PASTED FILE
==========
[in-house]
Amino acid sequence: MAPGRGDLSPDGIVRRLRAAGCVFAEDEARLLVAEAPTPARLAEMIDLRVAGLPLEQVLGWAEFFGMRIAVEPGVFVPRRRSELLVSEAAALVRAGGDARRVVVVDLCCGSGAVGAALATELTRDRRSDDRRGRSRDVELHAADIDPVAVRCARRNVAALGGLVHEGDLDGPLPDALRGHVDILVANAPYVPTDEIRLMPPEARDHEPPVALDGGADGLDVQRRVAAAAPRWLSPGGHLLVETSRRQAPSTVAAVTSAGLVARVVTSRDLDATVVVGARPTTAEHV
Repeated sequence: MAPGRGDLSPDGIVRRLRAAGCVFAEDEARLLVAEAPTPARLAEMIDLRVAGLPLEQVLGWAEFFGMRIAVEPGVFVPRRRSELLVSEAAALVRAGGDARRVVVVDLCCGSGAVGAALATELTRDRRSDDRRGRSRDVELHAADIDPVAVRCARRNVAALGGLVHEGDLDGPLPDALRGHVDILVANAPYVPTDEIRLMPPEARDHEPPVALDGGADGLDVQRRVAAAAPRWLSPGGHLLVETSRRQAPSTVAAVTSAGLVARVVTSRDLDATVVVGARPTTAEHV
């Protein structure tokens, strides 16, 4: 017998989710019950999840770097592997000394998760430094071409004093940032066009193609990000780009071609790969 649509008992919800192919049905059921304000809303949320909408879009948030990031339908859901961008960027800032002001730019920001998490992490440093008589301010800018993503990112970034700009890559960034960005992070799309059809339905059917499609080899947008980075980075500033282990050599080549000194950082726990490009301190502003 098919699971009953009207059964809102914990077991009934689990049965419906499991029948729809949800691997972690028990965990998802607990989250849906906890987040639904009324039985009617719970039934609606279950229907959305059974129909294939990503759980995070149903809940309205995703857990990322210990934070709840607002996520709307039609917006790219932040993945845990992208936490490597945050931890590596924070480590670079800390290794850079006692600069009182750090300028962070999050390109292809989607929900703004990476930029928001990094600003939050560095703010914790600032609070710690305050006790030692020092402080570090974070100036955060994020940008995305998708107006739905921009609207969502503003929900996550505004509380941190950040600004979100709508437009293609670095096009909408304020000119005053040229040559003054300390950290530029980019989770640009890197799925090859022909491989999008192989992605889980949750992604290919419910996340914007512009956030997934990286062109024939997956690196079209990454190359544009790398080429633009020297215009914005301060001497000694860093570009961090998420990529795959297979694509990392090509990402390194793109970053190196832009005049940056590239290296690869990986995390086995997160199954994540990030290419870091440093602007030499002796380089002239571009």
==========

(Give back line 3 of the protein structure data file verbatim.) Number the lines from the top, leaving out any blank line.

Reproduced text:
Repeated sequence: MAPGRGDLSPDGIVRRLRAAGCVFAEDEARLLVAEAPTPARLAEMIDLRVAGLPLEQVLGWAEFFGMRIAVEPGVFVPRRRSELLVSEAAALVRAGGDARRVVVVDLCCGSGAVGAALATELTRDRRSDDRRGRSRDVELHAADIDPVAVRCARRNVAALGGLVHEGDLDGPLPDALRGHVDILVANAPYVPTDEIRLMPPEARDHEPPVALDGGADGLDVQRRVAAAAPRWLSPGGHLLVETSRRQAPSTVAAVTSAGLVARVVTSRDLDATVVVGARPTTAEHV